Class Dojo is a popular and somewhat controversial free tech tool for behavior management. I frequently hear it recommended by teachers at all grade levels, but am not familiar with it personally. So, I’ve invited a teacher who has used Class Dojo with her students to explain what’s worked for her. Amanda Killough, who has been teaching middle school Social Studies for eleven years, is here to share with us how Class Dojo helps reinforces positive behavior in both her individual students and the class as a whole. Thank you, Amanda!
Teaching middle school is not for the faint of heart. Often, when I tell people what grade I teach, I get the look of sympathy and a good old-fashioned “Bless your heart!” I, however, love the middle grades and all the challenges that come along with them. Managing middle school kids is sometimes like herding cats, but Class Dojo is a great tool to make it easier.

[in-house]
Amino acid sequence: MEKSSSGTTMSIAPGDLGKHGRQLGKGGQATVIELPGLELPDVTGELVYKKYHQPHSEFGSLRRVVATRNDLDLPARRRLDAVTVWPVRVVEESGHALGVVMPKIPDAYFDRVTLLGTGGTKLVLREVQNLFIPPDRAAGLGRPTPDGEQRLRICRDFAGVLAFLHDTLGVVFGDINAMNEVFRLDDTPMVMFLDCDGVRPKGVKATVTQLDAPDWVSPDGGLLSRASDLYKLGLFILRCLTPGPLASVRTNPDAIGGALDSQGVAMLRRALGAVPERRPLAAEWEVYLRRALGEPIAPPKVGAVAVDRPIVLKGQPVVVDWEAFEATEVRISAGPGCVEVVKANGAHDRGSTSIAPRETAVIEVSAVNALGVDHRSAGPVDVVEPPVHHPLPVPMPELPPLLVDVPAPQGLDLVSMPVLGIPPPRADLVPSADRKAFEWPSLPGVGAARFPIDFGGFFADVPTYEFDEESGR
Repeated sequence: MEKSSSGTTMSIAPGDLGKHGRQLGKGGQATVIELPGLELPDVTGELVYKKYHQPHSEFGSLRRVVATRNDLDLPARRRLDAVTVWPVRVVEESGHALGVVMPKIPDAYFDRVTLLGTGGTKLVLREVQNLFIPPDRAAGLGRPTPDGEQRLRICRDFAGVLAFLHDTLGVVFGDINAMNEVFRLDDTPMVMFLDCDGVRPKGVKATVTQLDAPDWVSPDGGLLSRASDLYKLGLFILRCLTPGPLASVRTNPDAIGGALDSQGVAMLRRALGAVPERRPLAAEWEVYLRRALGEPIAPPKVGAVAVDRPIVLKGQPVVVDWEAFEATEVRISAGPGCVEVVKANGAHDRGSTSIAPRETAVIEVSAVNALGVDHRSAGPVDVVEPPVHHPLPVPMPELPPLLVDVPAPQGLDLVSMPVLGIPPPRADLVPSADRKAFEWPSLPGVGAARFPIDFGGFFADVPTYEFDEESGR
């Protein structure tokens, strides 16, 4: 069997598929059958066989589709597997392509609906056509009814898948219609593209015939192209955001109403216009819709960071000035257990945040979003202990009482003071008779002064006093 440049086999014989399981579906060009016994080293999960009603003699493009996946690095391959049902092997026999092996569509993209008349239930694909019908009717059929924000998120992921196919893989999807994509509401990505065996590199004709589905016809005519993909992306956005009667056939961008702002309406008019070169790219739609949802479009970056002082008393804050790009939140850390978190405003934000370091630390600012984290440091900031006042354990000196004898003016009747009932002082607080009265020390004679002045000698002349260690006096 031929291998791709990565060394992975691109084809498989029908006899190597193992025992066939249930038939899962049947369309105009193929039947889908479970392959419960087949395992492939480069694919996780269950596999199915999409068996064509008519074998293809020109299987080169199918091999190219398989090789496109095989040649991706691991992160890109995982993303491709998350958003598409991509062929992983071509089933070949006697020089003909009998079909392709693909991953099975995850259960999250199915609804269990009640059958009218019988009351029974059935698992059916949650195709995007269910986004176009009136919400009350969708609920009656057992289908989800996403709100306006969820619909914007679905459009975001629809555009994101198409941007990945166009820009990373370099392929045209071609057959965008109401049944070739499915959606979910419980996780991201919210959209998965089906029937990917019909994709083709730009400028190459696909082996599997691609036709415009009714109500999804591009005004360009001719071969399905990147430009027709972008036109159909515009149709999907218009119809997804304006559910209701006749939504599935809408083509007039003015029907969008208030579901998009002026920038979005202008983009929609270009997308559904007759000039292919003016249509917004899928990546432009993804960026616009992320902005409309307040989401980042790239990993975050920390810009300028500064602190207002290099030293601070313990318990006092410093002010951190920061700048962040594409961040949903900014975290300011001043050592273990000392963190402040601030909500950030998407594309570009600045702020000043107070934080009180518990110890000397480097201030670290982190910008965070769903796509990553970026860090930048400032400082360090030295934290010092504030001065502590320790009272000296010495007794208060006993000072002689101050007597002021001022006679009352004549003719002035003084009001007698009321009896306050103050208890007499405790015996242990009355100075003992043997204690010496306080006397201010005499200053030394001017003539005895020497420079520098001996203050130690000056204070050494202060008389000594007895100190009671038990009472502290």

I have been using Dojo in my classroom for two years and absolutely adore it! Dojo is a free (!) online tool that allows teachers to set up classes and keep track of positive and negative behaviors in class. When I first learned about Dojo, I was not sure if it my students would find it too babyish or silly. I had nothing to worry about- middle school students LOVE Dojo!!
Class Dojo is easy to set-up and use (which is always a plus). Simply create an account using your school email and you are ready to go. Once you are into Dojo, you can choose icons for each class and begin setting up your classes. The program automatically assigns fun avatars for each student, but you can change them. Next, you can use the pre-set positive and negative behaviors or personalize them. Very quick and easy!
Now that you are set-up, the fun begins! I display Dojo on my SMART board and each week I have a Dojo assistant for each class that assists me with getting the class started. That student is chosen based on their previous week’s Dojo points (more on that later). To begin a class in Dojo, you must take attendance first and then the class is ready to earn points. I allow my assistant to take attendance in Dojo while I am getting the class started on their bell ringer.